What can you achieve in a year? To find out, we asked our thought leaders to share their highs and lows of 2019. Success came from staying focused and aiming high, writes Yaw Dwomoh.
If 2019 had a theme running through it, it would be: accountability. Hashtags like #Xenophobia, #AmINext, #GBV and #FairnessFirst showed us that sharing our stories is still the best way to make people care and it inspires them to act. It also showed that a gap between what we say and what we practice is a sure-fire way to lose business.
Whether you are a blue-chip company or an one-man band, you represent a set of values and aim to evoke a specific set of emotions through your brand. Brand storytelling shows people who you are. It cuts through the noise of marketing blah and humanises your business. Or as Celinne Da Costa says: “Be profitable and human.” Generation Z, in particular no longer trust what you say – they want to see what you do. So, it matters more than ever that who you say you are matches who you really are.
Before others will back you, you need to back yourself
Our own year as a business was scattered with this intention to be transparent and accountable on all the issues that are dear to us. In the spirit of transparency then, here are my key takeaways for the year…
This year showed me that growing for the sake of growing, is not growing at all. We have long felt the call to expand our African storytelling into the rest of Africa. However, I learnt that the cost involved stretches much further than just business registration and flights. You need to count the cost of your and your staff’s time and resources while you perform a proper due diligence on offshore entities to partner with and while the normal work still needs to tick over.
We’ve slowed down the race to grow and have been connected with a fantastic strategic fit in Kenya, who matches with our values. And this time we’ll keep a slow, sweet courtship.
Tell your story
In 2019 we also had to learn to be fearless and tell our own brand story following our re-branding. We spent quite a bit of time thinking about and talking in the media about what we do and the how and why that drives us. It is a vulnerable space to be in, but so necessary. Before others will back you, you need to back yourself.
Pick the right people
Jack Welch (love or hate him) increased General Electric’s market value by approximately $300 billion. His view was that getting the right people is not solely based on their skills. According to him it is easier to train someone who already has the right attitude and set of values – someone who has the same goal in mind – than a person who is skilled but not a culture-fit.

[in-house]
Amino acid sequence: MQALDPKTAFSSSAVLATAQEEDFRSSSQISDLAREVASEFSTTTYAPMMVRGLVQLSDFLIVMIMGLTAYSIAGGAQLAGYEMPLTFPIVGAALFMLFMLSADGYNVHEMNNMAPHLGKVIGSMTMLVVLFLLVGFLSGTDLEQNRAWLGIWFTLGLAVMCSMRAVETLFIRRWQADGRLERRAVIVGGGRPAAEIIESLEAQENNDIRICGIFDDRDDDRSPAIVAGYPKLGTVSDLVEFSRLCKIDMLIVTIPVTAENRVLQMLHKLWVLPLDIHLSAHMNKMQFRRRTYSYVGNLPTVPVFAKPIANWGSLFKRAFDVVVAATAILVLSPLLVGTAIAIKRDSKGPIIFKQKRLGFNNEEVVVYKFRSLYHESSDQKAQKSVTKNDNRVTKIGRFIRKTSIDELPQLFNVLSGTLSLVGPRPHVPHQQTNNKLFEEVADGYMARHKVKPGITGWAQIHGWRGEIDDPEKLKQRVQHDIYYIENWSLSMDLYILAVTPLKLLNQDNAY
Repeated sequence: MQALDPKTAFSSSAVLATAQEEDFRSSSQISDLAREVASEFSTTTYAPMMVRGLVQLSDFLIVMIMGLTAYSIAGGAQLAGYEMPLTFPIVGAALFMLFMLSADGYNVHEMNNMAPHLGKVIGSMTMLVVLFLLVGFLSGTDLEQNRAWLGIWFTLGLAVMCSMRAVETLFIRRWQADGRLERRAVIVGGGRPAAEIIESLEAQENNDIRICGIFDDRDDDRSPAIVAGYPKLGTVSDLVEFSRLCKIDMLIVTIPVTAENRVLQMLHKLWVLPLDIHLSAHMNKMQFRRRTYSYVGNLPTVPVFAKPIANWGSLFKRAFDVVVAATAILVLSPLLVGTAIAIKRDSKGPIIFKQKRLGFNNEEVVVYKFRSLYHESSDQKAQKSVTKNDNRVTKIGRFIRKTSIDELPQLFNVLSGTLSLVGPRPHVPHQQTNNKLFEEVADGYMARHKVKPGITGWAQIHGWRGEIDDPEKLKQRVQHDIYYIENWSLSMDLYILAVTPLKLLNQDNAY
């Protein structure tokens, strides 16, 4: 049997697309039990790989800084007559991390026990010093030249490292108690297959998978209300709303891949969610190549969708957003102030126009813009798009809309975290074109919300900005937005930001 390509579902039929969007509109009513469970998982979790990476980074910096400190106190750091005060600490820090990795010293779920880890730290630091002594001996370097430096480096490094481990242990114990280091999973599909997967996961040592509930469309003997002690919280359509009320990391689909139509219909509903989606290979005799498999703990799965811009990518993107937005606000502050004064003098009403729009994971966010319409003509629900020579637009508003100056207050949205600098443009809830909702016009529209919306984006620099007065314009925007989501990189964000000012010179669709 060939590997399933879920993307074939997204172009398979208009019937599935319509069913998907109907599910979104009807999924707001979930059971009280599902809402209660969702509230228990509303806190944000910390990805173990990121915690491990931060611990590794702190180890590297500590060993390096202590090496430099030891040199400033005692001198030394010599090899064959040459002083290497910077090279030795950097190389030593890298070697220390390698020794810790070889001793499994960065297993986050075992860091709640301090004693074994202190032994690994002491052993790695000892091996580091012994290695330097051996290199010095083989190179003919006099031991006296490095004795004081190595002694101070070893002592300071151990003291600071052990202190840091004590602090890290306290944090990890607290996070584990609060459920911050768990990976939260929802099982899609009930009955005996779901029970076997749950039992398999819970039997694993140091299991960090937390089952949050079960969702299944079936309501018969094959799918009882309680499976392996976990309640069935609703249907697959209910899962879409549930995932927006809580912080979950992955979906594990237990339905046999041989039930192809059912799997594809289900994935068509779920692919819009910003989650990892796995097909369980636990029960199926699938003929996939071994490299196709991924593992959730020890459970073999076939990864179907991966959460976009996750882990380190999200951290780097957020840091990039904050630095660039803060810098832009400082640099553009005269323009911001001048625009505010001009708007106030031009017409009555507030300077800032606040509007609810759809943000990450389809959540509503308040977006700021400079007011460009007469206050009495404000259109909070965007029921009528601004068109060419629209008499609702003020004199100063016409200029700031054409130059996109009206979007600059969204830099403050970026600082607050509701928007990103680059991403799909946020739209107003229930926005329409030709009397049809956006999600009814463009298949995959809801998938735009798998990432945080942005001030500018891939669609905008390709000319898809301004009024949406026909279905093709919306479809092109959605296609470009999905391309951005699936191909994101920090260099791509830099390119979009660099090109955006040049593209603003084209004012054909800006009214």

People are your business’ greatest asset. Show them a clear path to growth and support them in it. This year, more than ever, I have spent time showcasing the work that the women in our team do as well as making sure that the systems we have in place empower them. Spend time finding out what your “family” values are as a business before you employ people.
And if you are the only person in the business? Make sure you take care of yourself too!
My advice to other entrepreneurs is: Don’t try to be everything to everyone
We were fortunate to secure a brand storytelling retainer and were appointed as through-the-line agency for Jimmy’s Killer Brands – an exciting restaurant franchise. We also took home a Bronze MMA Smarties Award for our co-creation work with the McDonald’s McCafé’s #SAFTAS19 campaign.
My advice to other entrepreneurs is: Don’t try to be everything to everyone. Distil what you do best to an award-winning elixir and grow in that. If you can’t do something, say so. Or find a strategic partner who does, so that you can offer that service to your clients with excellence.
As a business we have identified four immediate areas of need for our clients and have formed strategic partnerships in the eventing, VR/AR and Gamification, digital technology and production space. We will be launching these services to our clients early in the new year.
I am hopeful that the year ahead will be kind to SMEs on the economic growth front. Either way, as entrepreneurs we need to be fearless and venture out boldly with our value proposition. Or as US comedian Jonathan Winters said, “If your ship doesn’t come in, swim out to meet it.”